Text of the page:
What is HIV/AIDS?
Human immunodeficiency virus (HIV) causes acquired immunodeficiency syndrome (AIDS) by destroying CD4+ helper T cells, thus weakening the host’s immune system. When HIV invades a host cell, it integrates its viral genetic material into the cell’s genome. As the viral load increases, the patient’s immune system weakens, and becomes susceptible to opportunistic infection.
Thankfully, many treatment options now exist for people with HIV, and quality of life and mortality rates continue to improve. Conventional antiretroviral therapies, however, can have troubling side effects such as lipodystrophy, insulin resistance, and even diabetes and increased cardiovascular risk.
Natural interventions such as green coffee extract and multivitamins may complement antiretroviral therapy to further improve quality of life and reduce unwanted side effects.
What are the Risk Factors for HIV/AIDS?
- Exposure to contaminated body fluids:
- Blood (eg, transfusions, sharing intravenous drug needles)
- Semen (eg, sexual intercourse)
- Breast milk
- Presence of sexually-transmitted diseases such as gonorrhea and chlamydia
- Uncircumcised men have a higher risk than circumcised men
What are the Signs and Symptoms of HIV/AIDS?
Note: HIV stages progress from acute, to latent, to late/advanced stages and AIDS.
Early symptoms can last a few weeks and may include:
- Sore throat
- Swollen lymph nodes
- Muscle pain
- Oral and/or esophageal sores
The latent phase may last months or even years and present no symptoms. Symptoms reappear at later stages and can include:
- Night sweats
- Susceptibility to various infections
What are Conventional Medical Treatments for HIV/AIDS?
Note: Conventional treatment regimens generally combine multiple antiretroviral drugs. Some antiretroviral therapies include:
- Entry inhibitors (eg, maraviroc)
- Fusion inhibitors (eg, enfuvirtide)
- Nucleoside/nucleotide reverse transcriptase inhibitors (NRTIs/ NtRTIs) (eg, abacavir)
- Non-nucleoside reverse transcriptase inhibitors (NNRTIs) (eg, etravirine)
- Integrase inhibitors (eg, raltegravir)
- Protease inhibitors (eg, ritonavir)
What are Emerging Therapies for HIV/AIDS?
- *Metformin, the diabetes drug, can maintain glucose metabolism and reduce cardiovascular risk factors associated with antiretroviral therapy.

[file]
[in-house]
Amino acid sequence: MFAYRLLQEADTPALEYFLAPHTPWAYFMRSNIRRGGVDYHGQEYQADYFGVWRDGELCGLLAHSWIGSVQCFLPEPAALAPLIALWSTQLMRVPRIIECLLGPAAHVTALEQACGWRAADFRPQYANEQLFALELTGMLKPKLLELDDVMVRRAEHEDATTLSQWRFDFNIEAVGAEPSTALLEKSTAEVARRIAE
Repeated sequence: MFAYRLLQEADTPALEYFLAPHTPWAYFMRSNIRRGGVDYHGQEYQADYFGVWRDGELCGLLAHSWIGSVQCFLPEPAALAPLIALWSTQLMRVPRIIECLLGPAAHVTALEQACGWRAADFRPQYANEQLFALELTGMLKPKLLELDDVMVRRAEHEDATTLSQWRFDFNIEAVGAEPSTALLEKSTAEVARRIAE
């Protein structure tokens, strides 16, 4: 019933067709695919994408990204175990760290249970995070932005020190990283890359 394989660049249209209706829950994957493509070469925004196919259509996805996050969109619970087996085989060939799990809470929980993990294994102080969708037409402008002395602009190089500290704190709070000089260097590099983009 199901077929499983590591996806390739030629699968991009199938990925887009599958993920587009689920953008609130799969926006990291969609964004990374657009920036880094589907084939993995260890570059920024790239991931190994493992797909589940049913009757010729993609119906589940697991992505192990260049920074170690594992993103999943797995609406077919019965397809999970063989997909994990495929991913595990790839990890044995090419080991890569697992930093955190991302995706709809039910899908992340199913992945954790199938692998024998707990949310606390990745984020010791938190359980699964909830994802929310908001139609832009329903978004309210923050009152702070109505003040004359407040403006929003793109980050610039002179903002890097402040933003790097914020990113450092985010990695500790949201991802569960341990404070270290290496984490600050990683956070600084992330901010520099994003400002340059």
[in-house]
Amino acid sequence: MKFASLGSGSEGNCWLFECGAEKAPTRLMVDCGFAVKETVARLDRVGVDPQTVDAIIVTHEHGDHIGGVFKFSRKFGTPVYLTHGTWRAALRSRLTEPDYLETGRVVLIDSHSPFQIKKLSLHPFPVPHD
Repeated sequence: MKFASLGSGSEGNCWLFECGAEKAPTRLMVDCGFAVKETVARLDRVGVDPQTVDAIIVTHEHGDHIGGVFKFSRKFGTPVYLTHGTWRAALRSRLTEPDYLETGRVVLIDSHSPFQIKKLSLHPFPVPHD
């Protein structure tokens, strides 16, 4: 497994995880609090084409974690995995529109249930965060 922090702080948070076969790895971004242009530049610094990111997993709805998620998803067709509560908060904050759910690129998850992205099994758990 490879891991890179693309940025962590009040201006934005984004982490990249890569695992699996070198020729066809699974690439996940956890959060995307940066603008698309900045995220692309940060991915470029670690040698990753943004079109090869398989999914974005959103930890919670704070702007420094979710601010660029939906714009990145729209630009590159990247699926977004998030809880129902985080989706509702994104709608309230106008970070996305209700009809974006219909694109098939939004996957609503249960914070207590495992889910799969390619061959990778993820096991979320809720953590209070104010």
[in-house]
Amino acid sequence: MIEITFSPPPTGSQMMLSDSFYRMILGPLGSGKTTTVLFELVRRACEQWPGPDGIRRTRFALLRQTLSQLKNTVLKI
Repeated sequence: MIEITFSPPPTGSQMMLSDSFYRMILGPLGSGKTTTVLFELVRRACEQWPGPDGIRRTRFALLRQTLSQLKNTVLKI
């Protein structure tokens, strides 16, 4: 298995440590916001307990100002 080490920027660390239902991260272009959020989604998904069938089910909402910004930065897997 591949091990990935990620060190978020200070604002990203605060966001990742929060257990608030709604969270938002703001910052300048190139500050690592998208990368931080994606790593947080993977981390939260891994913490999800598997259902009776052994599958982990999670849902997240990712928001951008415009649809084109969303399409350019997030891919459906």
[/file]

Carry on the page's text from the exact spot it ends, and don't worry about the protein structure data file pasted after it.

- Cytokine therapy is being researched to restore normal cytokine signaling that is essential for immunologic activity and is disrupted by HIV infection.
- Hormone restoration therapy, including growth hormone, sex hormones, and dehydroepiandrosterone (DHEA), may benefit patients with HIV.
- Attempts to create an HIV vaccine have been ongoing.
What Dietary and Lifestyle Changes Can Be Beneficial for HIV/AIDS?
- Eat a healthy, well-balanced diet to ensure adequate intake of essential nutrients
- Engage in a regular form of moderate exercise
- Avoid unhealthy lifestyle habits such as illicit drug use, smoking, and drinking alcohol excessively
What Natural Interventions May Be Beneficial for HIV/AIDS?
- *Green coffee extract. Extracts from green coffee beans, high in chlorogenic acid, suppress excess blood glucose levels; therefore, they may benefit HIV patients on antiretrovirals who develop insulin resistance or diabetes.
- Multivitamins. Multivitamins, including vitamins A, B complex, C, D, and E, have been shown to reduce the risk of HIV progression, improve pregnancy outcomes in HIV-positive mothers, and alleviate comorbidities.
- Antioxidants. Oxidative damage participates in the progression of HIV to AIDS. Antioxidants such as carotenoids, glutathione, N-acetlycysteine, green tea, lipoic acid, and carnitine have all been shown to benefit patients with HIV.
- Omega-3 fatty acids. Omega-3 fatty acid supplementation may improve lipid profiles in HIV patients.
- Other natural interventions may help promote immune system function and improve well-being for HIV patients, including whey protein, selenium, lactoferrin, zinc, coenzyme Q10, reishi, and probiotics.
*Metformin and green coffee extract may not be a good choice for patients with malabsorption. Always speak to your doctor before adding to your treatment regimen.